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Faded Long Beach hotel gearing up for comeback

The 120-room Jackson Hotel on East Broadway in

The 120-room Jackson Hotel on East Broadway in Long Beach was sold this past month for $5 million, city corporation counsel Corey Klein said. The new owner said it will be renamed the Long Beach Hotel. (Aug. 7, 2012) Credit: Jim Staubitser

The long-dilapidated Jackson Hotel in Long Beach has a new owner, and it is slated to get a new look and name.

The 120-room hotel was sold last month for $5 million, said Corey Klein, corporation counsel for Long Beach. The new owner, David Kadosh of 405 Hotel Llc, purchased it from Jackson Associates of Nassau Inc., Klein said.

The hotel will be renamed the Long Beach Hotel, and it will be used for dental and medical conferences every two months or so, in addition to renting rooms to vacationers, said Kadosh, a retired dentist who lives in Lawrence. Rooms will rent for less than $200 a night, he said.

"We're going to be very affordable, very friendly, very beautiful," he said. Workers have been clearing out debris, repainting walls and replacing old tiles with marble, among other upgrades, Kadosh said. The hotel is expected to open in two or three months, and it will offer valet parking at a nearby lot, he said.

The hotel was temporarily closed in 2009 after the city cited it for having insufficient smoke detectors and fire extinguishers, but the problems were eventually addressed, Klein said. Jackson Associates has owned the property since 1987, according to public records. The company could not be reached Monday.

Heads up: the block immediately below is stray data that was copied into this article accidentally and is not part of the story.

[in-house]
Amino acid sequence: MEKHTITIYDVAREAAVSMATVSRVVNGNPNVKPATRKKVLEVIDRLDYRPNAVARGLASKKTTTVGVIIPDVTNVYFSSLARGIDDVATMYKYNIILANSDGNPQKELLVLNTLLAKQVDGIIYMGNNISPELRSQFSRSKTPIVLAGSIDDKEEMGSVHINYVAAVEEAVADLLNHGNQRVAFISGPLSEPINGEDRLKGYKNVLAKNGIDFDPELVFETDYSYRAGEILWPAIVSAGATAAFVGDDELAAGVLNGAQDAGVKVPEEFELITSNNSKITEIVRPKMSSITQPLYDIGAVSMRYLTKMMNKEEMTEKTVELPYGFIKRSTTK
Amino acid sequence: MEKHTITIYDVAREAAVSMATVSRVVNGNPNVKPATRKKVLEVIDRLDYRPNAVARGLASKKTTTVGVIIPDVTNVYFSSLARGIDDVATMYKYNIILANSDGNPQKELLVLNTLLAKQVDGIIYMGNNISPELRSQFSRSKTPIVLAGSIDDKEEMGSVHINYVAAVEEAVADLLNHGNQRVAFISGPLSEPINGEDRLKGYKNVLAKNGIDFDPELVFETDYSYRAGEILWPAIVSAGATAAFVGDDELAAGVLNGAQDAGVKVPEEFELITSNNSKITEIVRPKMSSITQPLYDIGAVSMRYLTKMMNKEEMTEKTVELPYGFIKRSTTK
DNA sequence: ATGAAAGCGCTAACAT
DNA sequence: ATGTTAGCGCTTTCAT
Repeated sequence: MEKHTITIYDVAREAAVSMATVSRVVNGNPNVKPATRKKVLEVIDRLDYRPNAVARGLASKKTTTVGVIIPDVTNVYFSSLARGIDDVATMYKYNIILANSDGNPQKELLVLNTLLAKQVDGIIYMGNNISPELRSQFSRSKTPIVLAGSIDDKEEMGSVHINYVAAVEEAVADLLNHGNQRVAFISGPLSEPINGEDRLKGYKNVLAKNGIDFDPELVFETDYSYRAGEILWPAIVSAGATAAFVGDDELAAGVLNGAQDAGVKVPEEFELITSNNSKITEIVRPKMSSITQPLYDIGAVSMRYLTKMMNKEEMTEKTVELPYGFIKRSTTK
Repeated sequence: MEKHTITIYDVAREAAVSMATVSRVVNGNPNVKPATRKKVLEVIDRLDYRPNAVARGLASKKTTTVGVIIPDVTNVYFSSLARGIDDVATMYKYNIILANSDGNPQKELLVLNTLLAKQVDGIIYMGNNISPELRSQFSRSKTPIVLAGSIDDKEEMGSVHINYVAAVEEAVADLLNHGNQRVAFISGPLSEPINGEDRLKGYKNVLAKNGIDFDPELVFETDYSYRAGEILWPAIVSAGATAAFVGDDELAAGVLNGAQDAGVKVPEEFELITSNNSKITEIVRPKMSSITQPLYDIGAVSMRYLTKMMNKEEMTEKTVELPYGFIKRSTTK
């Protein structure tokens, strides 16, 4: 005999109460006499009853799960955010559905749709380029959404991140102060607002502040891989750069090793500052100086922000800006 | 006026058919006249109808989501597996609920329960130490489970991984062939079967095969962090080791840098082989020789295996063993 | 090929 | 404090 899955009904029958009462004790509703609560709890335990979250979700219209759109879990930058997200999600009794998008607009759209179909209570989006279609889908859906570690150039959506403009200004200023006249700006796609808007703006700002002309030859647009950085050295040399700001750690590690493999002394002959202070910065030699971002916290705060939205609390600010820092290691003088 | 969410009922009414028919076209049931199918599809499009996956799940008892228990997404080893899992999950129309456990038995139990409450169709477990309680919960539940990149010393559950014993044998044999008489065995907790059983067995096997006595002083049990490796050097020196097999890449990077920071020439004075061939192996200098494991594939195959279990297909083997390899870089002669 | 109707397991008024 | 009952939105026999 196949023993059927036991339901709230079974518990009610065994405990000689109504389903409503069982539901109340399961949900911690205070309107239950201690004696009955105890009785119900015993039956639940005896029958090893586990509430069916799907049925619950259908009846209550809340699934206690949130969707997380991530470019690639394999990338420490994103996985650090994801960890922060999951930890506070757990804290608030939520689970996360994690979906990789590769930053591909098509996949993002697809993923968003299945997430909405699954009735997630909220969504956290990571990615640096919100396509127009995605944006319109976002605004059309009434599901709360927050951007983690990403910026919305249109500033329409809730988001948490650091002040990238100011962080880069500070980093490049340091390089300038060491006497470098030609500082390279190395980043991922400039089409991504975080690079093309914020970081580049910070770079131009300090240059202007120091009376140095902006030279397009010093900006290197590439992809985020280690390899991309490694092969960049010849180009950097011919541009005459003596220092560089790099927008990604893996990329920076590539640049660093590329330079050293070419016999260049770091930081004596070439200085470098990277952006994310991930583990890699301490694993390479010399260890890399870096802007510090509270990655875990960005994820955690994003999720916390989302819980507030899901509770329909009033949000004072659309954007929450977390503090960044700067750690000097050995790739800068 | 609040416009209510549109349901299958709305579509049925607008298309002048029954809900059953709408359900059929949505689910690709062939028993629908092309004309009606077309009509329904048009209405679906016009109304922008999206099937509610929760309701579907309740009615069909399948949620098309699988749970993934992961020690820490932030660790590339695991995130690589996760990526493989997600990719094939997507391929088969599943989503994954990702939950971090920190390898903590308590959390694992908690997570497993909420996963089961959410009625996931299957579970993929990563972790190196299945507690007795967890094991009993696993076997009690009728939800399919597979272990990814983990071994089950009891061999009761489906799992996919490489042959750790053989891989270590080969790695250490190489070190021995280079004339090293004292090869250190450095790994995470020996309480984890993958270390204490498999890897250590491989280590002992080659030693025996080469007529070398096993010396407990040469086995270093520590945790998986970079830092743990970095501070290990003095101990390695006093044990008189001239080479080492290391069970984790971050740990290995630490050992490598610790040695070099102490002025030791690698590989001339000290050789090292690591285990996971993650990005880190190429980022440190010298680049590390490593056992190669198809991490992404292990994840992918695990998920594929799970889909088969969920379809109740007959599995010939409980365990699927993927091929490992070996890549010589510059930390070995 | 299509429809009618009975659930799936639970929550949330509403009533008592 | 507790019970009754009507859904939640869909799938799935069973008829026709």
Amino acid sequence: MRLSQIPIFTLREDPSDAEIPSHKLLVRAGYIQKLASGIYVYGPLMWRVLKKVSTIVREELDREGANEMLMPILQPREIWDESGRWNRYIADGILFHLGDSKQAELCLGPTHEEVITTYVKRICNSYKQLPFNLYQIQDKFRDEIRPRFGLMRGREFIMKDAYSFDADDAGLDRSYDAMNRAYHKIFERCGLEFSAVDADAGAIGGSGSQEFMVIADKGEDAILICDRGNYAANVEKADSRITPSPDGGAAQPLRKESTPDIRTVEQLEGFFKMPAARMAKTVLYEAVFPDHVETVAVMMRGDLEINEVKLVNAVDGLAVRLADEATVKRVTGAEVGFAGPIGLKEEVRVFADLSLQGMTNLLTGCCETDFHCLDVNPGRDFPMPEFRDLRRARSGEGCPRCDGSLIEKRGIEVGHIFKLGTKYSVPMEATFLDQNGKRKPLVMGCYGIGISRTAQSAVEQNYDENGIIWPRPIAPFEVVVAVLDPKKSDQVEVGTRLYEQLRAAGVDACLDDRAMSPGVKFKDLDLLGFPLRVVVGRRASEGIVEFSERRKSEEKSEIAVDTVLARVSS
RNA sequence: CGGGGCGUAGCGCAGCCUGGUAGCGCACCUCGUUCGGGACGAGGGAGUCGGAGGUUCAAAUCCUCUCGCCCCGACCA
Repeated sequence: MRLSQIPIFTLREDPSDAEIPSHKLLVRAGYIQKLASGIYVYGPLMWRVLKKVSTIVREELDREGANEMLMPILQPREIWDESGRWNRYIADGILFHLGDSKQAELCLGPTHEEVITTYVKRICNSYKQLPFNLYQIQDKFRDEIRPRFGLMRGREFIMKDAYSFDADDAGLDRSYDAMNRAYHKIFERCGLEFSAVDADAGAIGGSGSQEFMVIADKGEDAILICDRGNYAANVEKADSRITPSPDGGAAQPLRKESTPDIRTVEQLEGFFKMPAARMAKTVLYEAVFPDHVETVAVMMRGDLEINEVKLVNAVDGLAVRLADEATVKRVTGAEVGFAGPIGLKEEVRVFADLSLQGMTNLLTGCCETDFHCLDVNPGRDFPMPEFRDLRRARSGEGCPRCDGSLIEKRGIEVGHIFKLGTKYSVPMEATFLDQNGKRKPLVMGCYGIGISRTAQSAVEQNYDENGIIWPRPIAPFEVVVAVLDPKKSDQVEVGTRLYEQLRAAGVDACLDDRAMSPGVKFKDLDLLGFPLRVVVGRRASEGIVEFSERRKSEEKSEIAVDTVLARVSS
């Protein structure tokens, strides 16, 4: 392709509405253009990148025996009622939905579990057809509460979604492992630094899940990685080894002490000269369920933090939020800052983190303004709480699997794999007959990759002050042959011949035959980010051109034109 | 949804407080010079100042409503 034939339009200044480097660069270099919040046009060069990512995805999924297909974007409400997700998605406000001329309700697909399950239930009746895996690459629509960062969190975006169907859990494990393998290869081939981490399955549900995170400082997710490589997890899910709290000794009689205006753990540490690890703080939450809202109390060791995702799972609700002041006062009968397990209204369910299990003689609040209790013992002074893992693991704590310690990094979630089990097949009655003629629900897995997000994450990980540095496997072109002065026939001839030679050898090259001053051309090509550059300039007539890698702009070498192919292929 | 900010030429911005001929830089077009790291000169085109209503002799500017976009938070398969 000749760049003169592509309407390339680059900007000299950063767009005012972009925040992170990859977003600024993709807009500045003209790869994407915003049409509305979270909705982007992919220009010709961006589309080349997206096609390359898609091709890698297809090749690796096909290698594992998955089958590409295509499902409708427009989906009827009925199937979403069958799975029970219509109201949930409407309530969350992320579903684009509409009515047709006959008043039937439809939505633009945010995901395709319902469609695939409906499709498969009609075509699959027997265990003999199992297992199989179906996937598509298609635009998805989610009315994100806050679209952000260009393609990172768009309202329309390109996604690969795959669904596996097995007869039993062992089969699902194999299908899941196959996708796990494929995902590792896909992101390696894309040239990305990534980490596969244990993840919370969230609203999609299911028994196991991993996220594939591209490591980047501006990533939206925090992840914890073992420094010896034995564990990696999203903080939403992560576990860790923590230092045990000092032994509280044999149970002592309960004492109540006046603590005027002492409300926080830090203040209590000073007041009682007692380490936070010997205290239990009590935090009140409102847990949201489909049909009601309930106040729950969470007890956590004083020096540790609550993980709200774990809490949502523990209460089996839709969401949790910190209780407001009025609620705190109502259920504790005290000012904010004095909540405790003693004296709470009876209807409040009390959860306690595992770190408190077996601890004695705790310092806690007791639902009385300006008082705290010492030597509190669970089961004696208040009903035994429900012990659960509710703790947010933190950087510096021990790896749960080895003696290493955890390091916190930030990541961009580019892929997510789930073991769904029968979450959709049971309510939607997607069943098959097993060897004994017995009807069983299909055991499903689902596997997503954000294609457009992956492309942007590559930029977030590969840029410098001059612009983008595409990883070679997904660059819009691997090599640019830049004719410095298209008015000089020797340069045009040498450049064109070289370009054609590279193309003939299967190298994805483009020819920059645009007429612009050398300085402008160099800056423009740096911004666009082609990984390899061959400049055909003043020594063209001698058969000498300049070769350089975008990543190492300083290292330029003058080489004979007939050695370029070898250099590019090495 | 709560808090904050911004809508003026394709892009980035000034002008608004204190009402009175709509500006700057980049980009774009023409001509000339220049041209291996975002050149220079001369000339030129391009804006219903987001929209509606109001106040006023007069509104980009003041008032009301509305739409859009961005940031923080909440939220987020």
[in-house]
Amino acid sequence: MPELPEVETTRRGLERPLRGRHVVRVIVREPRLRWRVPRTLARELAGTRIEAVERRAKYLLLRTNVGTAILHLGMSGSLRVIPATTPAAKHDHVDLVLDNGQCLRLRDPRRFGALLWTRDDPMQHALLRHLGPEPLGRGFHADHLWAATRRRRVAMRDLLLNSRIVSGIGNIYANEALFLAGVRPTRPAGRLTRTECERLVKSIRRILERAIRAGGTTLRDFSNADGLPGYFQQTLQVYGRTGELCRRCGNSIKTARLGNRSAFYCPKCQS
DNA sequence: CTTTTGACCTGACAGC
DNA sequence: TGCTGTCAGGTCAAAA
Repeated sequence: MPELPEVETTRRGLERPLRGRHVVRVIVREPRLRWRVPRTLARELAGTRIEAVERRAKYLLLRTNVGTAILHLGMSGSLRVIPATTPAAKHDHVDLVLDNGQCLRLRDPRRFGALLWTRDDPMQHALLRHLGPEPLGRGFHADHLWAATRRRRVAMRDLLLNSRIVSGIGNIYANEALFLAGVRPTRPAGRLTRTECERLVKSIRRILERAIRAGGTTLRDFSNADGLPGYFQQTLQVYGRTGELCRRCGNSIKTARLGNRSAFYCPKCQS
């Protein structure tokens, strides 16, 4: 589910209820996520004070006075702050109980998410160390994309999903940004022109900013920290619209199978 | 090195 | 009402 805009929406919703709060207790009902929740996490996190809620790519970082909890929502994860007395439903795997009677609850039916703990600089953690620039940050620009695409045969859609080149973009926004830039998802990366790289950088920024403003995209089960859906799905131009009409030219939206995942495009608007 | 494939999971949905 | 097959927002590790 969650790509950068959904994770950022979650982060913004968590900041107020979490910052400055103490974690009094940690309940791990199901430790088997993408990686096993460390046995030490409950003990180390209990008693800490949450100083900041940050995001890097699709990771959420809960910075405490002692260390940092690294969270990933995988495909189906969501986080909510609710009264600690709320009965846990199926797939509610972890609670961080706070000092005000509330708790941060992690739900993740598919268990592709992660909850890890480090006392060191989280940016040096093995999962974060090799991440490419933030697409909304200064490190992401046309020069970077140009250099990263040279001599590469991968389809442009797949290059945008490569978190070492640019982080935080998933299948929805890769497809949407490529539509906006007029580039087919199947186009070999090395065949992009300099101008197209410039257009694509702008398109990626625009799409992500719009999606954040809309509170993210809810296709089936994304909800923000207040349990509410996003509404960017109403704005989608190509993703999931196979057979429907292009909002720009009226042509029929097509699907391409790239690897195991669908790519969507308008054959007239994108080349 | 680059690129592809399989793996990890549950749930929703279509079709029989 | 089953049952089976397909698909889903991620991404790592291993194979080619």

Residents have expressed concern about the new owner's plans, but the property's 1968 certificate of occupancy only allows its use as a hotel, Klein said. "If they're looking to convert it into something else they'd have to get permission from the city," Klein said.

For the last few years, neighbors have called police on occasion to report that the hotel's shrubbery was used as a "public restroom," or that people were ducking furtively into its side alley, said Catherine LoCascio, who lives nearby. "We're all very interested . . . and I think it's safe to say we would welcome positive changes," she said.

After learning of the new owner's plans, she said she was surprised the hotel did not require more extensive renovations.

Still, she said, "that sounds like a good plan on the face of it."

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